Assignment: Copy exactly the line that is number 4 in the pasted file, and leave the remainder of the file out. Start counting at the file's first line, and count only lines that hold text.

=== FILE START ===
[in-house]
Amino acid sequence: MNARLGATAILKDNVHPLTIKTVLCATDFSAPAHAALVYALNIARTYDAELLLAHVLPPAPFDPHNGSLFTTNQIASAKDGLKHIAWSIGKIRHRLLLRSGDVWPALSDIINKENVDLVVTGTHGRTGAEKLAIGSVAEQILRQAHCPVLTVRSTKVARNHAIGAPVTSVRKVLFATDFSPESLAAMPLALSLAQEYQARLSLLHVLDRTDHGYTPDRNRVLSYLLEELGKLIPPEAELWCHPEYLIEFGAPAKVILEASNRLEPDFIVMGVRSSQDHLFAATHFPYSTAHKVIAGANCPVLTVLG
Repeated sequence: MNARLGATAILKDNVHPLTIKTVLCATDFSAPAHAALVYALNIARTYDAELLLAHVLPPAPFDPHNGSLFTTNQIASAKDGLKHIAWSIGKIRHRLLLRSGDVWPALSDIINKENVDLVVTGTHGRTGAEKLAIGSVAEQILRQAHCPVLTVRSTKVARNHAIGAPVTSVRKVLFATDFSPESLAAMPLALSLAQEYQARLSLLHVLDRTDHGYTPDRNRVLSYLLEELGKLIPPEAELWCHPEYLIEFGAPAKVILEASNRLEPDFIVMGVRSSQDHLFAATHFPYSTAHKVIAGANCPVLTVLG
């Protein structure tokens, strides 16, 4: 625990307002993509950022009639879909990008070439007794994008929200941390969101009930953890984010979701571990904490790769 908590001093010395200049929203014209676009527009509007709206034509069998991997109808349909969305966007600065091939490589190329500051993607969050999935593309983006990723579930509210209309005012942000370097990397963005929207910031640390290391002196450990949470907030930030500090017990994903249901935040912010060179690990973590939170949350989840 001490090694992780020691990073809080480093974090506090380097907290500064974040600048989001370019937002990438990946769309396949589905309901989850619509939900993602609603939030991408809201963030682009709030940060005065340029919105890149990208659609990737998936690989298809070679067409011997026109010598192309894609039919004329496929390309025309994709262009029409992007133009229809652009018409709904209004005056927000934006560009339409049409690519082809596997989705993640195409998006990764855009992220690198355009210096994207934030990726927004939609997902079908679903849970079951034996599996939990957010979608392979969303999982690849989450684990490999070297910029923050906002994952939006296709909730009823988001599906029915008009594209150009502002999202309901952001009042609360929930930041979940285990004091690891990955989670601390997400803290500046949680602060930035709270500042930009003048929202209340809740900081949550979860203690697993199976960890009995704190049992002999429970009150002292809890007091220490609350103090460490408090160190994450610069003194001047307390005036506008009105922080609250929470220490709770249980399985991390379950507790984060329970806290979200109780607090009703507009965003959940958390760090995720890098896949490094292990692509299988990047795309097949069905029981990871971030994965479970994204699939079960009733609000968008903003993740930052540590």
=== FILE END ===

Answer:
């Protein structure tokens, strides 16, 4: 625990307002993509950022009639879909990008070439007794994008929200941390969101009930953890984010979701571990904490790769 908590001093010395200049929203014209676009527009509007709206034509069998991997109808349909969305966007600065091939490589190329500051993607969050999935593309983006990723579930509210209309005012942000370097990397963005929207910031640390290391002196450990949470907030930030500090017990994903249901935040912010060179690990973590939170949350989840 001490090694992780020691990073809080480093974090506090380097907290500064974040600048989001370019937002990438990946769309396949589905309901989850619509939900993602609603939030991408809201963030682009709030940060005065340029919105890149990208659609990737998936690989298809070679067409011997026109010598192309894609039919004329496929390309025309994709262009029409992007133009229809652009018409709904209004005056927000934006560009339409049409690519082809596997989705993640195409998006990764855009992220690198355009210096994207934030990726927004939609997902079908679903849970079951034996599996939990957010979608392979969303999982690849989450684990490999070297910029923050906002994952939006296709909730009823988001599906029915008009594209150009502002999202309901952001009042609360929930930041979940285990004091690891990955989670601390997400803290500046949680602060930035709270500042930009003048929202209340809740900081949550979860203690697993199976960890009995704190049992002999429970009150002292809890007091220490609350103090460490408090160190994450610069003194001047307390005036506008009105922080609250929470220490709770249980399985991390379950507790984060329970806290979200109780607090009703507009965003959940958390760090995720890098896949490094292990692509299988990047795309097949069905029981990871971030994965479970994204699939079960009733609000968008903003993740930052540590």